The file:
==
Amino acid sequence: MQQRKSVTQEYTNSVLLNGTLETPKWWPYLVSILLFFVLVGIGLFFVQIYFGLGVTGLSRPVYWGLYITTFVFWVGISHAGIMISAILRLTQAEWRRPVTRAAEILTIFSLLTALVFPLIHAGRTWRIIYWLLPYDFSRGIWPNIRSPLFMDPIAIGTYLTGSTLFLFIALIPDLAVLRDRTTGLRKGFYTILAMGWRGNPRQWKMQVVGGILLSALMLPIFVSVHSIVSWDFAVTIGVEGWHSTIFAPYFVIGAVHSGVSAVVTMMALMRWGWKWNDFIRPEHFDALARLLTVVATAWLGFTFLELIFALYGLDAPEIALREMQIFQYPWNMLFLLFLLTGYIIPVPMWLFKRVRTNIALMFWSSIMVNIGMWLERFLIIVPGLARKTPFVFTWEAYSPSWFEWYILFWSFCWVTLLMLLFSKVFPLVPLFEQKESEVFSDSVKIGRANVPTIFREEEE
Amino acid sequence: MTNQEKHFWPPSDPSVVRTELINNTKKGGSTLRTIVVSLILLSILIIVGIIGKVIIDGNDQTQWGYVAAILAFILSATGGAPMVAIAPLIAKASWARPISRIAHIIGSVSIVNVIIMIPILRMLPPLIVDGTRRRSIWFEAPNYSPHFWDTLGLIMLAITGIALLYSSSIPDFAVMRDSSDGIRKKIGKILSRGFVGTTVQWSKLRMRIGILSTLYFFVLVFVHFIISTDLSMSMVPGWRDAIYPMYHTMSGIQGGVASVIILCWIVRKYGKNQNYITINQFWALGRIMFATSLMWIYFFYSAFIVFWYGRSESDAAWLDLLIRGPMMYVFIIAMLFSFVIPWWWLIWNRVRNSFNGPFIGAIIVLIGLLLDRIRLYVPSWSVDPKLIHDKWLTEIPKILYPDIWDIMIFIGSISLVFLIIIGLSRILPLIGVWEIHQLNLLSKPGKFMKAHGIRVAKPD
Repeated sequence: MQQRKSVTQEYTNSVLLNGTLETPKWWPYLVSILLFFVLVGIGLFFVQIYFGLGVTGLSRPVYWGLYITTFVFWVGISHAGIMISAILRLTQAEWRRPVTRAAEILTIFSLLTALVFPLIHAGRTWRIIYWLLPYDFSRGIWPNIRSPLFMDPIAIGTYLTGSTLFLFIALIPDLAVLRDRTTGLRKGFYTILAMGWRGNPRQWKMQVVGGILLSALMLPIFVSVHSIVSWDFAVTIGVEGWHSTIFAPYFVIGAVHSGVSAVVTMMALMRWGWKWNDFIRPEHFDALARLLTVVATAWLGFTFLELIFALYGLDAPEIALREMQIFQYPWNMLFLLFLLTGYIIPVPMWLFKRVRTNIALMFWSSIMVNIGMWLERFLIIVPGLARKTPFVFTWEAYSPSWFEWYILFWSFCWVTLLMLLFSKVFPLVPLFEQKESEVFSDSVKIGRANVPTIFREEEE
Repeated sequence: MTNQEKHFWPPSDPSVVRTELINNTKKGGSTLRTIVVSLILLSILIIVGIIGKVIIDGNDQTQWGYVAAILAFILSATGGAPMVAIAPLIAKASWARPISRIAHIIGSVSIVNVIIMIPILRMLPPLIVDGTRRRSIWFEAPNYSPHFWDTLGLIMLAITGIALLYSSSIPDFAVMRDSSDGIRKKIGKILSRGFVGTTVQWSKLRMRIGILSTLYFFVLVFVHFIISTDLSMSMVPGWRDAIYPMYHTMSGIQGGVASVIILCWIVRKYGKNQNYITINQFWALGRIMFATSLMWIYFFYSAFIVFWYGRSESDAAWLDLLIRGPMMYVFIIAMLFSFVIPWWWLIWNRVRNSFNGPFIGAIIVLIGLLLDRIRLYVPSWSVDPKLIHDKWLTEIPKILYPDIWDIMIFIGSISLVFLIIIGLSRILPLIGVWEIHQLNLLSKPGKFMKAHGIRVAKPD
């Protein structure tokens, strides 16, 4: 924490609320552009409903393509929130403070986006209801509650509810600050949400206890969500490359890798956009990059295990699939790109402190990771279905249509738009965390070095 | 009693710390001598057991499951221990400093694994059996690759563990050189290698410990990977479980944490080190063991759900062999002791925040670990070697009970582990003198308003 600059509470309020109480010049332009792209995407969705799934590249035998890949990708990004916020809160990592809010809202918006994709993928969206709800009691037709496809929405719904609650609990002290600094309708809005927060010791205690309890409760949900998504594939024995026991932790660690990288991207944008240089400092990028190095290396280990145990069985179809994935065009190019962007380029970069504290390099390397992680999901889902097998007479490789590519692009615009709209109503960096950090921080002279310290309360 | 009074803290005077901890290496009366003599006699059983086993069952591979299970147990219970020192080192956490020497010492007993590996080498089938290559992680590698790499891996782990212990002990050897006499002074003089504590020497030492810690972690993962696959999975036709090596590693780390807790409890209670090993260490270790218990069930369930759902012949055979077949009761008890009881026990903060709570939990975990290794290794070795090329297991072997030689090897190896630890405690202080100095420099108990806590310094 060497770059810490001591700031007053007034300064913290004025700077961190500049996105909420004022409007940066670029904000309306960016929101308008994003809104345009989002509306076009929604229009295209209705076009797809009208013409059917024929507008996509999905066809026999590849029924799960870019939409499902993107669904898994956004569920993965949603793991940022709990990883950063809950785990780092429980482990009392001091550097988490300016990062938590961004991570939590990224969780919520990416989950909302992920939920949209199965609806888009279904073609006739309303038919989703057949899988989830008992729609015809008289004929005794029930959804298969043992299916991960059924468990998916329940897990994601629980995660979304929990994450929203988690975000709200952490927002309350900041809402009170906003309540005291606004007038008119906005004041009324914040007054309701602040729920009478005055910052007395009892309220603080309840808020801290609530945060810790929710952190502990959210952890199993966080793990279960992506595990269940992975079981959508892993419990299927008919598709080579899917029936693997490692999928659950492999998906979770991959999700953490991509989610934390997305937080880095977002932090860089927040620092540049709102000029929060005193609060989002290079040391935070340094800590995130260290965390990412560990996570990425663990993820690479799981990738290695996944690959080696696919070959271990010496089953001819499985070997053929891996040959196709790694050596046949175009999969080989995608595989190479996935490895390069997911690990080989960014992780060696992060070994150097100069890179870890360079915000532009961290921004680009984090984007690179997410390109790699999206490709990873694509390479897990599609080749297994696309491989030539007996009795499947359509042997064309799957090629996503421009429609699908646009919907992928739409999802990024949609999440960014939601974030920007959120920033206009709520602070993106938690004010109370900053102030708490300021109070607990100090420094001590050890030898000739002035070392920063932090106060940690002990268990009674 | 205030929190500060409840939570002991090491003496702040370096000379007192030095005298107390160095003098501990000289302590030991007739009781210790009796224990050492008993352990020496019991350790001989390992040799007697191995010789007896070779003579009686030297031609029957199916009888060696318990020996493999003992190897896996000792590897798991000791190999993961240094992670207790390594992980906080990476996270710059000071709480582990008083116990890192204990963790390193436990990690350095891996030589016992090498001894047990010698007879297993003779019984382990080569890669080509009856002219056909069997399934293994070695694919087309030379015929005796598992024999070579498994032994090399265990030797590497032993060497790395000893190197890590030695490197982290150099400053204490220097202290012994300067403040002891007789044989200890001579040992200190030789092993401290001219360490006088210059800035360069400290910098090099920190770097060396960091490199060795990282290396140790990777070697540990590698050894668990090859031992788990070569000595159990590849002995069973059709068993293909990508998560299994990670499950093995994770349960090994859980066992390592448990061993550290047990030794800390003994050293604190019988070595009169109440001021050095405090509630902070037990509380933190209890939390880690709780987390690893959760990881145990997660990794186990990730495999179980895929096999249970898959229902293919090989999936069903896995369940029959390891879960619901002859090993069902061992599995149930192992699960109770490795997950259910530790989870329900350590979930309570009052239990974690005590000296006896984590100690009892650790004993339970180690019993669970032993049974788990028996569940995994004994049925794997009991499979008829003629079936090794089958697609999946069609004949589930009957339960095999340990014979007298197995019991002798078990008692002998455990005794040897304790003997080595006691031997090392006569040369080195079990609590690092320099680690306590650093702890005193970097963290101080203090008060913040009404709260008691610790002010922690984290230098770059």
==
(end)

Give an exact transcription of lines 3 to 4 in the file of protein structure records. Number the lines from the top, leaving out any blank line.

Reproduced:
Repeated sequence: MQQRKSVTQEYTNSVLLNGTLETPKWWPYLVSILLFFVLVGIGLFFVQIYFGLGVTGLSRPVYWGLYITTFVFWVGISHAGIMISAILRLTQAEWRRPVTRAAEILTIFSLLTALVFPLIHAGRTWRIIYWLLPYDFSRGIWPNIRSPLFMDPIAIGTYLTGSTLFLFIALIPDLAVLRDRTTGLRKGFYTILAMGWRGNPRQWKMQVVGGILLSALMLPIFVSVHSIVSWDFAVTIGVEGWHSTIFAPYFVIGAVHSGVSAVVTMMALMRWGWKWNDFIRPEHFDALARLLTVVATAWLGFTFLELIFALYGLDAPEIALREMQIFQYPWNMLFLLFLLTGYIIPVPMWLFKRVRTNIALMFWSSIMVNIGMWLERFLIIVPGLARKTPFVFTWEAYSPSWFEWYILFWSFCWVTLLMLLFSKVFPLVPLFEQKESEVFSDSVKIGRANVPTIFREEEE
Repeated sequence: MTNQEKHFWPPSDPSVVRTELINNTKKGGSTLRTIVVSLILLSILIIVGIIGKVIIDGNDQTQWGYVAAILAFILSATGGAPMVAIAPLIAKASWARPISRIAHIIGSVSIVNVIIMIPILRMLPPLIVDGTRRRSIWFEAPNYSPHFWDTLGLIMLAITGIALLYSSSIPDFAVMRDSSDGIRKKIGKILSRGFVGTTVQWSKLRMRIGILSTLYFFVLVFVHFIISTDLSMSMVPGWRDAIYPMYHTMSGIQGGVASVIILCWIVRKYGKNQNYITINQFWALGRIMFATSLMWIYFFYSAFIVFWYGRSESDAAWLDLLIRGPMMYVFIIAMLFSFVIPWWWLIWNRVRNSFNGPFIGAIIVLIGLLLDRIRLYVPSWSVDPKLIHDKWLTEIPKILYPDIWDIMIFIGSISLVFLIIIGLSRILPLIGVWEIHQLNLLSKPGKFMKAHGIRVAKPD